Pakistan’s political parties apparently have nothing to say about the reforms to the country’s electoral system currently being undertaken by the Election Commission of Pakistan, with many refusing to participate entirely in a consultation organised on Tuesday by the commission and only three sending senior party leaders.
The election commission spent Rs10 million in inviting the key office bearers of the 15 largest political parties in the country and advertising in newspapers to ensure participation from the remainder of the 160 or so registered parties. But only two sent high-level representation and none except the Jamaat-e-Islami had any proposals to offer, despite the fact that the commission had explicitly asked for suggestions for improvement.
The lack of interest is particularly shocking since 2011 is also a census year, meaning that many of the boundaries of the constituencies may be changed. Tuesday’s meeting was meant to discuss the election commission’s progress in constituency demarcations and voter registration.
Officials at the election commission seemed highly disappointed at the turnout.
“Before publishing special supplements in the newspapers for this meeting, we had extended invitations by post. To ensure delivery we faxed these invitations and also delivered them at their residences and offices through special dispatchers,” said one official.
The Muttahida Qaumi Movement (MQM), the Jamiat-e-Ulema-e-Islam (JUI-F), the Balochistan National Party (BNP) and the Jamhoori Watan Party (JWP) were among the political groups that did not attend the meeting at all.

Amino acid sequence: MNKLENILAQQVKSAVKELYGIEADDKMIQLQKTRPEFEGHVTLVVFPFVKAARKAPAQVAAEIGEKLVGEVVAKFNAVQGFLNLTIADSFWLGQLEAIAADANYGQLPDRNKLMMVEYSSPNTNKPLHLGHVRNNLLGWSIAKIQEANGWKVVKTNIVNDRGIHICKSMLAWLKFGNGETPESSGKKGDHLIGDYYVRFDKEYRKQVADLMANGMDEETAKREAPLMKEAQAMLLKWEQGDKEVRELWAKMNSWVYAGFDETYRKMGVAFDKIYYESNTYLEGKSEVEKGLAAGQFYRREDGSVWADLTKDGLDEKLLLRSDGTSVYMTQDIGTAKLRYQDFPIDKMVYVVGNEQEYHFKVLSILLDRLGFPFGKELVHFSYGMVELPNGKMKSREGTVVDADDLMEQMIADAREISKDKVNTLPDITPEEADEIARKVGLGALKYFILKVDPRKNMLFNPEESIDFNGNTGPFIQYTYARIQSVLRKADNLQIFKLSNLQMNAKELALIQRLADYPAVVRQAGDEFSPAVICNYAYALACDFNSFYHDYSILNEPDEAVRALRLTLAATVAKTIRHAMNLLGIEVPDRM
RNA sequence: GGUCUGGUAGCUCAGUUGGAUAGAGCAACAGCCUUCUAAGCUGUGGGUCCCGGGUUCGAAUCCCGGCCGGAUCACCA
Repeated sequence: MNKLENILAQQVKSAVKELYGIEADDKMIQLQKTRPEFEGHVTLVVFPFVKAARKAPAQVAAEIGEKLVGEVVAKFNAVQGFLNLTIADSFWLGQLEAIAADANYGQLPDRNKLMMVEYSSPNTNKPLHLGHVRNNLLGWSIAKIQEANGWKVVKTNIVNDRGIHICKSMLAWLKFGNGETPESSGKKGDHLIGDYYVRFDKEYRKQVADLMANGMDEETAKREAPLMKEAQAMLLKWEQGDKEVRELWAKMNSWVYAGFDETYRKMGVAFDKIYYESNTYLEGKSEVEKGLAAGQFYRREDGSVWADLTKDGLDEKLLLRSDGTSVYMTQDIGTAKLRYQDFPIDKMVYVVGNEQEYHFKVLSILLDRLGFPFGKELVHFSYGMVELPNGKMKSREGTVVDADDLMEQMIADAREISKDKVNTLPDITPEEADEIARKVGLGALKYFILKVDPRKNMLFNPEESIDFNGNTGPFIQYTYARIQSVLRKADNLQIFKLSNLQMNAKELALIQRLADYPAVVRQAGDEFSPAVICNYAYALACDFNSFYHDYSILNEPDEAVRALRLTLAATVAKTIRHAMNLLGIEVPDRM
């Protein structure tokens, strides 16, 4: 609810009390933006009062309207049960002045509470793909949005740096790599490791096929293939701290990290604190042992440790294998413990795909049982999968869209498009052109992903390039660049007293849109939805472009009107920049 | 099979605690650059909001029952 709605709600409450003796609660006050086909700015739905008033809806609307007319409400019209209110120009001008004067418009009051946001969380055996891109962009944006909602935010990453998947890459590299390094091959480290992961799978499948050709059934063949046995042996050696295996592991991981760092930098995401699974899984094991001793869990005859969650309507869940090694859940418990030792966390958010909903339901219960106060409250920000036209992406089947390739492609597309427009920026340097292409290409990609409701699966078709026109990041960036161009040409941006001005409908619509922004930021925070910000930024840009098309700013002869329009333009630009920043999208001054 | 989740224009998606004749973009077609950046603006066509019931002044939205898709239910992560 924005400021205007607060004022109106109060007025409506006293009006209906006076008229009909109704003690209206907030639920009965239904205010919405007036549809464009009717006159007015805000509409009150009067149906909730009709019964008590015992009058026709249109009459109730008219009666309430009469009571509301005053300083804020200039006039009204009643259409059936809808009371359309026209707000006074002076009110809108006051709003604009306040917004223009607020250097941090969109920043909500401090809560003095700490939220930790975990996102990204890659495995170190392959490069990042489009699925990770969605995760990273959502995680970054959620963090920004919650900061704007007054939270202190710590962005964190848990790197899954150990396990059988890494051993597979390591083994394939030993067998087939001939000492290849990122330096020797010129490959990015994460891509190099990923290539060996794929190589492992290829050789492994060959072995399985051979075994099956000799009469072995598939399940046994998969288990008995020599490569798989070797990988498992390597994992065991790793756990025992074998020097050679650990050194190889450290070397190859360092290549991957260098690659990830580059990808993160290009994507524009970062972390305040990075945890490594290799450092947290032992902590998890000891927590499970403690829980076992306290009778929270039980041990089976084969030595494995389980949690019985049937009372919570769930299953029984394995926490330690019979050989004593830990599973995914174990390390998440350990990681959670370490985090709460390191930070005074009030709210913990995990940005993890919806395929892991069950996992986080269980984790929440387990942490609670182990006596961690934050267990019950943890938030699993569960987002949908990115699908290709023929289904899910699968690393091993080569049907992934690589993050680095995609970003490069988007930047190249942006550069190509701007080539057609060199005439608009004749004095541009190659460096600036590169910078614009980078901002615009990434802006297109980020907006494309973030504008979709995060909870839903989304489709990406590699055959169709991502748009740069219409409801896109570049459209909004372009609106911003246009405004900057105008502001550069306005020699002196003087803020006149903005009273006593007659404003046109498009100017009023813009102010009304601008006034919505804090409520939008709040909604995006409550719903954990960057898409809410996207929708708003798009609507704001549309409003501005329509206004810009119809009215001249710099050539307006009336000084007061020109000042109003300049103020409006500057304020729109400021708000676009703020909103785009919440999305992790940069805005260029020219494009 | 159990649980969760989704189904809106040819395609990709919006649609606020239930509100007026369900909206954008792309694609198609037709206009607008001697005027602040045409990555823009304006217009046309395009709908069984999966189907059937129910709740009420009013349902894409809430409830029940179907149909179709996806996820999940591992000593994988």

The Pakistan Muslim League Quaid (PML-Q), which fears electoral wipeout in the Senate elections in March 2012, was represented by its leader Chaudhry Shujaat Hussain, among other senior leaders. The Pakistan Muslim League Nawaz (PML-N) was also represented by relatively senior leaders such as Iqbal Zafar Jhagra, Abdul Qadir Baloch, Anjum Aqeel Khan, Tariq Fazal Chaudhry, Anusha Rehman and Sardar Ayaz Sadiq. All of the other political parties, including the ruling Pakistan Peoples Party, sent representatives who do not constitute their party’s leadership and fairly low down their hierarchy.
The commission had organised similar consultations in the past which were also poorly attended. The election commission has been keen to get input from political parties given the scale of the changes that it is proposing to the electoral system, including reforms in campaign finance laws as well as the introduction of electronic voting machines.
Published in The Express Tribune, September 15th, 2011.